Tuesday, September 30, 2014

My Soybeans had White Mold, Now What?

Many farmers in Northern Illinois, Iowa, Wisconsin, Michigan, and Minnesota are all too familiar with the significant yield loss that white mold can cause to soybeans.  However, many found white mold in their fields further south for the first time in 2014, due to the cooler temperatures.  Actually, a soybean plant showing white mold symptoms was found as far south as Arenzville, IL. 

According to the Illinois State Climatic Data Center, this summer was the 29th coolest on record.  " Daytime highs were much cooler than average while the nighttime lows were near-average." - more on this article can be found at:  Illinois and Global Temperatures for June-August

White mold or Sclerotinia stem rot is caused by Sclerotina sclertiorum and actually has a fairly wide host range.  If your soybeans appeared to affected this year, you now are aware that this fungus has somehow made its way to your field and has survived in the soil as fungal survival structures called sclerotia.  If environmental conditions are right (soils 40 to 60 degrees), these sclerotia will send up mushrooms called apothecia, which can release millions of spores that can infect senescenced flowers at bloom. 

Soybean infected with white mold.  If the canopy is humid, white mycelium will form on the outside of the stem.  Black sclerotia will form within the white mycelium or inside the stem.  (Picture provided by Jim Hughes)
Field infected with white mold (Picture provided by Jim Hughes)

START BECOMING CONCERNED ABOUT WHITE MOLD IF TEMPERATURES ARE BELOW 85 DEGREES WHEN SOYBEANS START TO BLOOM (R1 GROWTH STAGE)!

1.) If you have NOT ever had white mold in a field:  scout for the apothecia (mushrooms of white mold) before soybeans bloom on the soil surface.

2.) If you have had white mold in a field:  spray fungicide at soybean growth stages R1-R3 to SUPPRESS or CONTROL THIS DISEASE before infection takes place (if canopy conditions are cool).  Fungicides will only be effective if the are applied at the correct time, with good coverage within the canopy!  Fungicides will not offer total protection (0 to 60% disease reduction). 
Fungicides for soybean foliar diseases:
https://www.extension.purdue.edu/extmedia/BP/BP-161-W.pdf

Some herbicides (Cobra or Phoenix) do not have an effect on this fungal pathogen, but may help to reduce the incidence of white mold by reducing crop canopy or delaying/reducing soybean flowering time.

3.) If you find white mold in a soybean field:  IT IS TOO LATE TO APPLY A FUNGICIDE.  KEEP RECORDS OF FIELDS THAT HAVE WHITE MOLD FOR FUTURE YEARS.

What puts a field at risk to have white mold?

A.  The white mold disease pathogen has to be present in order for soybeans to become infected.  HARVEST INFECTED FIELDS LAST, SO THAT THE COMBINE DOES NOT SPREAD THE (SURVIVAL FUNGAL STRUCTURES) TO OTHER FIELDS.  CLEAN COMBINES!

B.   What is the rating of your soybean for white mold?  Check to see if your soybeans have a good rating (higher number) for white mold.  No soybean variety is completely resistant to white mold!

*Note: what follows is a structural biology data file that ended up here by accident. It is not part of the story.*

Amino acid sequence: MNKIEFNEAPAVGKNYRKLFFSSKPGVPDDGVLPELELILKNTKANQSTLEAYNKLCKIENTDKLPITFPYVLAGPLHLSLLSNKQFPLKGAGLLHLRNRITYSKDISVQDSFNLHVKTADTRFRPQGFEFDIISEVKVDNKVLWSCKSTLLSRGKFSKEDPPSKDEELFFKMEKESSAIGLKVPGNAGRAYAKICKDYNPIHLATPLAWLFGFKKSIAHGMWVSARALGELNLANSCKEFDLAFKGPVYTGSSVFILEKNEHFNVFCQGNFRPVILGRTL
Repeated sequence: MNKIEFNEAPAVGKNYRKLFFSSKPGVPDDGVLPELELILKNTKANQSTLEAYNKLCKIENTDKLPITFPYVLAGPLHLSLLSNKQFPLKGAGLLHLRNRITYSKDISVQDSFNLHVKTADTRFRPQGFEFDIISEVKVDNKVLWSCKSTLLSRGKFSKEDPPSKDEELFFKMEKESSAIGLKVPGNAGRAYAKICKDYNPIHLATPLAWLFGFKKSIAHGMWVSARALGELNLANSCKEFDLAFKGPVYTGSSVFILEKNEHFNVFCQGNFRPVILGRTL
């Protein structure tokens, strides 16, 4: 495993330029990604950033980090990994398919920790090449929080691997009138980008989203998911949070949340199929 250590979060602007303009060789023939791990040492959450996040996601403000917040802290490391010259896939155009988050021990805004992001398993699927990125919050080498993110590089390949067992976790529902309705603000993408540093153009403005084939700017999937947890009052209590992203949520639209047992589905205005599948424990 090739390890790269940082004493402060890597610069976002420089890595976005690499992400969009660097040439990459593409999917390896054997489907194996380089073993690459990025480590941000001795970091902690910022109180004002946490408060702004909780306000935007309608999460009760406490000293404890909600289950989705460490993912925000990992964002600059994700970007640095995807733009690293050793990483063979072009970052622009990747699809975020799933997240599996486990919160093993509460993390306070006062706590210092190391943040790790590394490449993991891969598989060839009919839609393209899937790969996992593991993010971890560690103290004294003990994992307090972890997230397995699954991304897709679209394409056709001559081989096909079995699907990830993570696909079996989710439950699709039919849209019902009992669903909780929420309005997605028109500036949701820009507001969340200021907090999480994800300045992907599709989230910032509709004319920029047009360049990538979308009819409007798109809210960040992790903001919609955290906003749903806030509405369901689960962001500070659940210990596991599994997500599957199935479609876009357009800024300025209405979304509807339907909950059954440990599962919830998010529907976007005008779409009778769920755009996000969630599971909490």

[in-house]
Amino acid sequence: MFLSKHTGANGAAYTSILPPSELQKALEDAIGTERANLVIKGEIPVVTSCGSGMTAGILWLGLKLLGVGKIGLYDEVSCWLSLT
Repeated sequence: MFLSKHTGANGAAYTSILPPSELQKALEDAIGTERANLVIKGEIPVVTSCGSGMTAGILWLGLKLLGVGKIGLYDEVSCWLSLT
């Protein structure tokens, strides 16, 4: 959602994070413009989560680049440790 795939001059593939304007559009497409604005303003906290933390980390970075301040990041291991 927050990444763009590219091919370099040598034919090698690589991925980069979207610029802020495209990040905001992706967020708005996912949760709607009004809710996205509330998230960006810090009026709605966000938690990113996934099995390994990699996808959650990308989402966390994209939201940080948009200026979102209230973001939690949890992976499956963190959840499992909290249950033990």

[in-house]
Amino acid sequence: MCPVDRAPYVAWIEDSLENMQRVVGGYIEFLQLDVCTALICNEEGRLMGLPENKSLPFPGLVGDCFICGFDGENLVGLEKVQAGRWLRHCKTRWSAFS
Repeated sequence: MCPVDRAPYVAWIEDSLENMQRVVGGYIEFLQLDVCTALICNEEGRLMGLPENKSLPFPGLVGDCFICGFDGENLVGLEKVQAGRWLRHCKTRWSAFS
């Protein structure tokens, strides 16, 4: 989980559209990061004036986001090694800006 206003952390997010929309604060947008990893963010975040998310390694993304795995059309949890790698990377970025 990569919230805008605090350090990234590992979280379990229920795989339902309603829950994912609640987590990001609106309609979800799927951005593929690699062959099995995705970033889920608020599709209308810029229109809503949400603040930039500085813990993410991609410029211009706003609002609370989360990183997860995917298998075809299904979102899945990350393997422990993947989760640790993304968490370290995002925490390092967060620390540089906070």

C.  The white mold disease pathogen will only infect under cool conditions.  If temperatures are above 85 degrees when soybeans bloom, infection most likely will not take place.  

D.  Factors that increase canopy closure, will cause fields to be more at risk for infection because this will allow for cooler, humid conditions for disease developmentThe factors that increase canopy closure are early planting, narrow row spacing, higher plant populations and higher soil fertility.  There are arguments as to whether row spacing causes a higher risk for disease development.  From experience and what I have read, I don't think that row spacing is a factor, because spore dispersal is still possible within various row spacings.
White mold infection that was intensified by a higher planting population (200,000 plants per acre) (Picture provided by Dennis Mueller)
E. A minimum rotation of 2 to 3 years to a non-host crop (corn or small grains) is required to help reduce the fungal survival structures within the soil.  But, keep in mind, that I visited a field this year with a high incidence of white mold that had previously been in corn for 5 years!

F.  There are also mixed feelings on the effect on tillage, when it comes to the prevention of white mold.  Deep tillage (8 to 10 inches) can help to bury fungal survival structures in the field; however another tillage pass could also bring fungal survival structures to the soil surface and increase disease incidence. Some say that fungal survival structures will degrade faster within no-till soybeans.

G.  Some weeds and cover crops can make conditions more favorable for white mold infection.

H.  There has been limited research done on biological controls that help to reduce or biodegrade the survival structures (sclerotia) of white mold within the soil.  The most popular biological control is Coniothyrium minitans (Contans or KONI).  Most of these biologicals should be incorporated (within 2 inches) of the soil at least 3 months before white mold infection.  Studies have shown up to 95% reduction of sclerotia or reduction of disease incidence up to 10 to 70%.  But, keep in mind, if you have a heavy amount of disease inoculum in your field, you will never be able to completely free the soil of the fungal pathogen that causes white mold. 

Control of white mold within soybeans requires an integrated approach or the implementation of many different management strategies (listed above).










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